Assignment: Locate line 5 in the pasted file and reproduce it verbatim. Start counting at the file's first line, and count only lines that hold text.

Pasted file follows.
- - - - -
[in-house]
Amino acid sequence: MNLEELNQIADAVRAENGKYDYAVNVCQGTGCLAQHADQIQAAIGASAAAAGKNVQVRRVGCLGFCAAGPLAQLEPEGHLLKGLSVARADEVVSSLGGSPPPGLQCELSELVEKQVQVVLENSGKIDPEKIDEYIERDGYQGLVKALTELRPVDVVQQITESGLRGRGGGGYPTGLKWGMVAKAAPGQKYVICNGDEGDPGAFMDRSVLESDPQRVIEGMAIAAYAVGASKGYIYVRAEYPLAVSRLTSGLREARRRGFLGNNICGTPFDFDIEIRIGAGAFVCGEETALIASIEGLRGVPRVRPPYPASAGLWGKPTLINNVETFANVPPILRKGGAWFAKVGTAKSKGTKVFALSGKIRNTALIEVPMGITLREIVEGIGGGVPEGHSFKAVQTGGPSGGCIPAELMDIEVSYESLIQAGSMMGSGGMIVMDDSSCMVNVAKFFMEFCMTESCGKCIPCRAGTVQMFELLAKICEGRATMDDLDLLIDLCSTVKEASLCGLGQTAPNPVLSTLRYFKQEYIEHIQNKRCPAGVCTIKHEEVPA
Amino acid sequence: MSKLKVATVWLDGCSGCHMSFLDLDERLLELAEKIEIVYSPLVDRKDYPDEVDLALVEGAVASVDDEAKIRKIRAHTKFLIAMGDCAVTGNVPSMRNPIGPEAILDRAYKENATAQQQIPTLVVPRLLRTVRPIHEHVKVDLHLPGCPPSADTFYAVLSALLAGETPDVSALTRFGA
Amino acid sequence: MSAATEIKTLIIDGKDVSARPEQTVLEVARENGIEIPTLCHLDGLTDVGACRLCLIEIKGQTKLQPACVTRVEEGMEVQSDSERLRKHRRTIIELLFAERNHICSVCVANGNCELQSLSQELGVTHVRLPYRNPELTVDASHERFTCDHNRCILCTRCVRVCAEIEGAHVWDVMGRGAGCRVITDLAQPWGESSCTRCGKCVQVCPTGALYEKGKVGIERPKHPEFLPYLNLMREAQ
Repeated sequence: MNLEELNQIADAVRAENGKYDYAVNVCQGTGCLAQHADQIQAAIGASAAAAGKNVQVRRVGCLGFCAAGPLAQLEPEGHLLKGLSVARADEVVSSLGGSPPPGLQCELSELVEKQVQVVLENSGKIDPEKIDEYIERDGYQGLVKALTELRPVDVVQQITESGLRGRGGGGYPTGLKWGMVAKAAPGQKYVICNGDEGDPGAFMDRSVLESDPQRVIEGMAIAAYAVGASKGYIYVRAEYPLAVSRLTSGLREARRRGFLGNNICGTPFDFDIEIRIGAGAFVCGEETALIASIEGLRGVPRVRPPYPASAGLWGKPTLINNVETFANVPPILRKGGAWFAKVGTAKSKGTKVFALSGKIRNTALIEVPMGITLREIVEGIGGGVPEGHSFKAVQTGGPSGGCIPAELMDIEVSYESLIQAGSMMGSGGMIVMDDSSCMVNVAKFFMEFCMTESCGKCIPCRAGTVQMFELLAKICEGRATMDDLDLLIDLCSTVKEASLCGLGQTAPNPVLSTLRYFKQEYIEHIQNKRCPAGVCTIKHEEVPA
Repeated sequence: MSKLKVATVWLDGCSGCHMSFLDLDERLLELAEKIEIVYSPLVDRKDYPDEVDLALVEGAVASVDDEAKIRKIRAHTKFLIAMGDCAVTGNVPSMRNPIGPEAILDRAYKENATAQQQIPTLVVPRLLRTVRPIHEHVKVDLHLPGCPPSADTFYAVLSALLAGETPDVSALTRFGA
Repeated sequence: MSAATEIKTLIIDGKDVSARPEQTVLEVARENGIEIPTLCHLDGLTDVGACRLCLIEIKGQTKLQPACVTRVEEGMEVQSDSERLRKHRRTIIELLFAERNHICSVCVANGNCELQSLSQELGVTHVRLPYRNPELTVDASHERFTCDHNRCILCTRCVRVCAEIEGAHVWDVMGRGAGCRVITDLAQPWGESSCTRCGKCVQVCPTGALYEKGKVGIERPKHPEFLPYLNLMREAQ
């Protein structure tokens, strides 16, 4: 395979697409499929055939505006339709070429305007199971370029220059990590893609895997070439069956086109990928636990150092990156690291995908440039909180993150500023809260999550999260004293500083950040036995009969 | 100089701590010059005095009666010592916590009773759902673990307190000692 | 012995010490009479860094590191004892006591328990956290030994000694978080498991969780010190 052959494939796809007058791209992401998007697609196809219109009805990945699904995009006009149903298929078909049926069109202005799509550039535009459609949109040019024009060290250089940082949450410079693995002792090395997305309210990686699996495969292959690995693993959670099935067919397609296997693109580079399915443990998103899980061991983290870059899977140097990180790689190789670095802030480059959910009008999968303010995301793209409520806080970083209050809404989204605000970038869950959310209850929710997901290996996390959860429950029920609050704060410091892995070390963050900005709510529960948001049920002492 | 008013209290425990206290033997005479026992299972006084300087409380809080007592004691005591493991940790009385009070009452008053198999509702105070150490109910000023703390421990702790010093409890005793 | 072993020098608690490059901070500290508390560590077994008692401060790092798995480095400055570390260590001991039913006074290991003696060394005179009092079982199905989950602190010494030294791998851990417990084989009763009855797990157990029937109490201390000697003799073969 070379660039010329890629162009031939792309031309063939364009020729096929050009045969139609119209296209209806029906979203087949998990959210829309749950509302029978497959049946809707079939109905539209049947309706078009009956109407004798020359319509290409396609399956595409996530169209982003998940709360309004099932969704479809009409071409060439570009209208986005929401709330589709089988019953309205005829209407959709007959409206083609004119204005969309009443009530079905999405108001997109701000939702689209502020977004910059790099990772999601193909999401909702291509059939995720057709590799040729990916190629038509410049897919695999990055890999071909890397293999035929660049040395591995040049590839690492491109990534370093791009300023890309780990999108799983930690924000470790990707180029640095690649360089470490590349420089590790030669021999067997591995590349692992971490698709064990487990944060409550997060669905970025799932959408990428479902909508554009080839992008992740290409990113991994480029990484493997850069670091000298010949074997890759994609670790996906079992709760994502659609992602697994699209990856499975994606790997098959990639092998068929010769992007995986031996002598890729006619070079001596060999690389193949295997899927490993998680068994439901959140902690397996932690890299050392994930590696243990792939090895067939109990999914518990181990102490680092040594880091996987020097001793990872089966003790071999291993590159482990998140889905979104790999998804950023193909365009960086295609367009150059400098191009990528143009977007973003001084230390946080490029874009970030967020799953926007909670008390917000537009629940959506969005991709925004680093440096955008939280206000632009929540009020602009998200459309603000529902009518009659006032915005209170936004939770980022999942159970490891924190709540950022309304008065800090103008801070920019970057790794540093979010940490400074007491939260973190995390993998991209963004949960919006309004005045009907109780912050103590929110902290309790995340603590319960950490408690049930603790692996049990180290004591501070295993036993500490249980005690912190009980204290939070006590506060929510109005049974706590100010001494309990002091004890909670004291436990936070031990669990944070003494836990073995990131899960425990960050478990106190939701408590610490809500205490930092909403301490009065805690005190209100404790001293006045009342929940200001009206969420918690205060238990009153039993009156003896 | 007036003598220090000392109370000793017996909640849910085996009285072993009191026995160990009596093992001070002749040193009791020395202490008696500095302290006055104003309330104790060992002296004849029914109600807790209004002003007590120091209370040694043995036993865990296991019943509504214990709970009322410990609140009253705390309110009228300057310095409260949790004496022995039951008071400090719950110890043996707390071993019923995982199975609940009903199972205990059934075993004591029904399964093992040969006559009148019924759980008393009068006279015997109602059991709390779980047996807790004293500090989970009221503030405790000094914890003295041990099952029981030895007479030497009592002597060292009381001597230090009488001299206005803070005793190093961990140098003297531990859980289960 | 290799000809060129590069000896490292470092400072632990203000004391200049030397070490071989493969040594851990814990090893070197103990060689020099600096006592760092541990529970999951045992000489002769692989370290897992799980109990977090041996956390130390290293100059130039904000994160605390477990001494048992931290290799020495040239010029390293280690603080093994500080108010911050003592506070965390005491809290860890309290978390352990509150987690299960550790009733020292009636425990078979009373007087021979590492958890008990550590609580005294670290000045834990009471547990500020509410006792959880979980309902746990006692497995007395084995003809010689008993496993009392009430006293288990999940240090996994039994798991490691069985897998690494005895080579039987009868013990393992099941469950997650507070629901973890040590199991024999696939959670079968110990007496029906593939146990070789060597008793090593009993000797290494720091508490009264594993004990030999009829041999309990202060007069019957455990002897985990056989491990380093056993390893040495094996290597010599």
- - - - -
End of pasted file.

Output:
Repeated sequence: MNLEELNQIADAVRAENGKYDYAVNVCQGTGCLAQHADQIQAAIGASAAAAGKNVQVRRVGCLGFCAAGPLAQLEPEGHLLKGLSVARADEVVSSLGGSPPPGLQCELSELVEKQVQVVLENSGKIDPEKIDEYIERDGYQGLVKALTELRPVDVVQQITESGLRGRGGGGYPTGLKWGMVAKAAPGQKYVICNGDEGDPGAFMDRSVLESDPQRVIEGMAIAAYAVGASKGYIYVRAEYPLAVSRLTSGLREARRRGFLGNNICGTPFDFDIEIRIGAGAFVCGEETALIASIEGLRGVPRVRPPYPASAGLWGKPTLINNVETFANVPPILRKGGAWFAKVGTAKSKGTKVFALSGKIRNTALIEVPMGITLREIVEGIGGGVPEGHSFKAVQTGGPSGGCIPAELMDIEVSYESLIQAGSMMGSGGMIVMDDSSCMVNVAKFFMEFCMTESCGKCIPCRAGTVQMFELLAKICEGRATMDDLDLLIDLCSTVKEASLCGLGQTAPNPVLSTLRYFKQEYIEHIQNKRCPAGVCTIKHEEVPA